Former NDP staffer files wrongful dismissal suit against MP over toxic workplace

An NDP MP faces a wrongful dismissal suit filed by a former employee who says she faced a “toxic” and “humiliating” work environment rooted in sexism and was fired after formally complaining about the alleged bullying.

OTTAWA — An NDP MP faces a wrongful dismissal suit filed by a former employee who says she faced a “toxic” and “humiliating” work environment rooted in sexism and was fired after formally complaining about the alleged bullying.

Fabiola Ferro also alleges in her statement of claim, filed Friday in Ontario Superior Court, that the party offered her a new job on the condition that she agree not to sue MP Sylvain Chicoine and the NDP.

The lawsuit comes to light as political parties grapple with the issue of sexual harassment and the treatment of women on Parliament Hill.

On Wednesday, two Liberal MPs were suspended from caucus following allegations of serious personal misconduct by two female NDP MPs. Scott Andrews and Massimo Pacetti say they have done nothing wrong. Neither the nature of their alleged misconduct nor the names of the two women have been released.

NDP Leader Tom Mulcair said Chicoine would not face a reprimand because a management-union committee had already reviewed the matter.

The case involving Chicoine revolves around the office environment and Ferro’s accusation that the MP allowed a fellow male employee to bully her. Ferro is suing for more than $150,000 in damages and claiming Ontario Human Rights Code violations.

“(The co-worker) threatened her, violated her freedom of expression, criticized her work in an unfair manner, insulted her professional abilities, ignored her, assigned her overtime (without permission) and increasingly isolated her,” said the statement of claim.

“On several occasions, Fabiola tried to discuss the problem of harassment with Chicoine. He refused to take steps to fix the deplorable situation and instead reprimanded her.”

None of the allegations have been tested in court and neither Ferro, Chicoine, nor their lawyers were immediately available for comment.

Ferro eventually launched an unsuccessful complaint through a committee linked to the NDP’s collective agreement. She says Chicoine initially fired her after she initiated the grievance, but later put her on leave with pay.

The co-worker also launched a complaint accusing Ferro herself of harassment. Both complaints were dismissed last spring by the workplace committee. Ferro says she was fired for good in late October, with Chicoine arguing she had “abandoned her position.”

Ferro says the NDP subsequently offered her a data entry job with a 60-day probation period, on the condition she agree not to sue Chicoine and the party.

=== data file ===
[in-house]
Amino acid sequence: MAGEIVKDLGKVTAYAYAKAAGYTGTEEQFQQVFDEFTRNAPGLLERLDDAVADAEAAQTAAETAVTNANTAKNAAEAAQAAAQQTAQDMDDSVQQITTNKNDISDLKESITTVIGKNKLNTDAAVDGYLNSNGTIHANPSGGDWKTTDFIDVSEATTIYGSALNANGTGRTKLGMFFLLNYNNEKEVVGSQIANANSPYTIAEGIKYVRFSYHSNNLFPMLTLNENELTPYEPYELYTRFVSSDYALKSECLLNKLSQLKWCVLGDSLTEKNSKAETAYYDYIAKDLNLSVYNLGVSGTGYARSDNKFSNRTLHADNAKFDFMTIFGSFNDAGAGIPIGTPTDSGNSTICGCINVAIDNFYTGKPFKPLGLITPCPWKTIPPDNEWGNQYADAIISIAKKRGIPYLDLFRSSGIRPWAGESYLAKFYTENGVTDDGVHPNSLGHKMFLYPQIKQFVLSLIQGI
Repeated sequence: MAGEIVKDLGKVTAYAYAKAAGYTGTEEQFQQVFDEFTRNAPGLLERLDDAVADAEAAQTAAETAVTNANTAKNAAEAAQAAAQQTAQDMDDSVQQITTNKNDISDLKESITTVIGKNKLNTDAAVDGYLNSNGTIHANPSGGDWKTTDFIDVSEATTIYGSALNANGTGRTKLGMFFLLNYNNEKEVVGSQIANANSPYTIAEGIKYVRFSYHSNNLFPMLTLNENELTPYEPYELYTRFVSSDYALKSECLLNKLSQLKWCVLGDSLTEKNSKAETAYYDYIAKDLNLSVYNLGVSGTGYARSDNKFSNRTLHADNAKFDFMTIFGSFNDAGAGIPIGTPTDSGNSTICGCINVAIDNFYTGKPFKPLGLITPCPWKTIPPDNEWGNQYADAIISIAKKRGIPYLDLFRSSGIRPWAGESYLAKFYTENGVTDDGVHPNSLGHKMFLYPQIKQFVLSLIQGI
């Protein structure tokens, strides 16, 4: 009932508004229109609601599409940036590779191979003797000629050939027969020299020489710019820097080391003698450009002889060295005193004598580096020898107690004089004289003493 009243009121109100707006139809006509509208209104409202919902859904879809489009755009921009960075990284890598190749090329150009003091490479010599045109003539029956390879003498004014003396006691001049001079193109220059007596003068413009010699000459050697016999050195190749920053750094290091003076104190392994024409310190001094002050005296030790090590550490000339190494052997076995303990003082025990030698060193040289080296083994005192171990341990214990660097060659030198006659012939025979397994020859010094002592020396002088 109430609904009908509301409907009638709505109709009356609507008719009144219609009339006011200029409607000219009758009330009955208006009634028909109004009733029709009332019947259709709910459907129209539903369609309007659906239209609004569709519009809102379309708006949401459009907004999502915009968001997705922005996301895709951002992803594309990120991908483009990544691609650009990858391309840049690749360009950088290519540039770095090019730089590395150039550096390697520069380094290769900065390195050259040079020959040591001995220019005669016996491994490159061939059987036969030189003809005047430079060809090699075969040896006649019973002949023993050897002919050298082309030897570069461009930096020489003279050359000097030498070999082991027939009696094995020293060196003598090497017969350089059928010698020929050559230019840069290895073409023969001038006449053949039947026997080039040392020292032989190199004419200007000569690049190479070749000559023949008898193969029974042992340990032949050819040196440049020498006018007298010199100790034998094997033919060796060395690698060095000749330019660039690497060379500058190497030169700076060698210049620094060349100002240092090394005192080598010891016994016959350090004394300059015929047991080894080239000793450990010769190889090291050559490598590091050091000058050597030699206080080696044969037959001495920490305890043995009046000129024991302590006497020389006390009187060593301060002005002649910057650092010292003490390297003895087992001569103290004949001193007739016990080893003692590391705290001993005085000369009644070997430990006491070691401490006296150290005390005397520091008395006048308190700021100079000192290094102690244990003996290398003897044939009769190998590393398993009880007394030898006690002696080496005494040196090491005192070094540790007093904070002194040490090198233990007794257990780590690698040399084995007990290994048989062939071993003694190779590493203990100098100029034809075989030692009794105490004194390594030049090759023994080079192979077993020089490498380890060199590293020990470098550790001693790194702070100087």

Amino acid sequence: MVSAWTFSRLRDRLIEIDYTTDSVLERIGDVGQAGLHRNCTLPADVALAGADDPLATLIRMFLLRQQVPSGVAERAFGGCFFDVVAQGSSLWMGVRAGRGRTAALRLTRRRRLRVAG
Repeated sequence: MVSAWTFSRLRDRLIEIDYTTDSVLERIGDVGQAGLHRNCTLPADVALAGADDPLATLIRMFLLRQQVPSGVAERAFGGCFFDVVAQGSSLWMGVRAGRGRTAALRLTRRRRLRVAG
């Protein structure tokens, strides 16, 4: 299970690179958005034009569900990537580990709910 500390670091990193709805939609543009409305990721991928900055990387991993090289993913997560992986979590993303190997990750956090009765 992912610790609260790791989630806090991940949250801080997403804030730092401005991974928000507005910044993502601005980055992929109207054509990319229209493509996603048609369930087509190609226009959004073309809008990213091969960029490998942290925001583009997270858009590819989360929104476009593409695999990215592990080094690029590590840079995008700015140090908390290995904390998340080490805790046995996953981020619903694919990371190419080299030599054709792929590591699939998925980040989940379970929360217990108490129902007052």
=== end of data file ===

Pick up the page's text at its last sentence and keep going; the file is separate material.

Mulcair, speaking to reporters in Saskatoon on Friday, emphasized that Ferro’s lawsuit was focused on her dealings with the co-worker and not with Chicoine.

“The union and the management have concluded that no action is required under this case,” Mulcair said.

“It was a question of mutual accusations by employees, it has nothing to do with an accusation of harassment against a sitting member of Parliament. It’s very important to get that right.”

Mulcair did not address Chicoine’s firing of Ferro.

The allegations of improper conduct on Parliament Hill, added to the allegations of sexual violence against ex-CBC host Jian Ghomeshi, have sparked a national conversation about what women face in and out of the workplace.

Ghomeshi faces accusations by nine women, three of whom have filed complaints with police. He has denied any wrongdoing and vowed to fight the allegations “directly.”

Justice Minister Peter MacKay said there’s the potential for something positive to emerge from the controversies.

“If there was anything positive to have come from these revelations, and there’s very little frankly given the seriousness of the allegations, but it would be that I think there’s a very mature discussion happening now in the country,” MacKay said.

“It has elevated the public consciousness of the importance of stamping out harassment and addressing it head on, bringing it somewhat out of the shadows and making necessary adjustments.”

MacKay said those changes could happen in the area of criminal law, justice reform or through changes to practices and protocols in individual workplaces.

The House of Commons will have to consider changes to its practices and protocols following the suspension of Andrews and Pacetti.

The closed-door Commons committee called the Board of Internal Economy is set to discuss the matter later this month. Currently, there is no complaint or resolution mechanism for cases of harassment or misconduct involving MPs.

Get local stories you won't find anywhere else right to your inbox.
Sign up here

Just Posted

Erika Fetterly, owner of EFP Studios, recently launched the Let Them Have A Voice campaign. (Contributed photo)
Central Alberta photographer’s campaign aims to give youths a voice

An Innisfail photographer is giving a platform to young central Albertans so… Continue reading

The Red Deer Rebels hosted the Medicine Hat Tigers in the first game of the shortened 2020-21 season on Friday. The two teams faced off again in Medicine Hat Saturday (Photo by Rob Wallator/ Red Deer Rebels)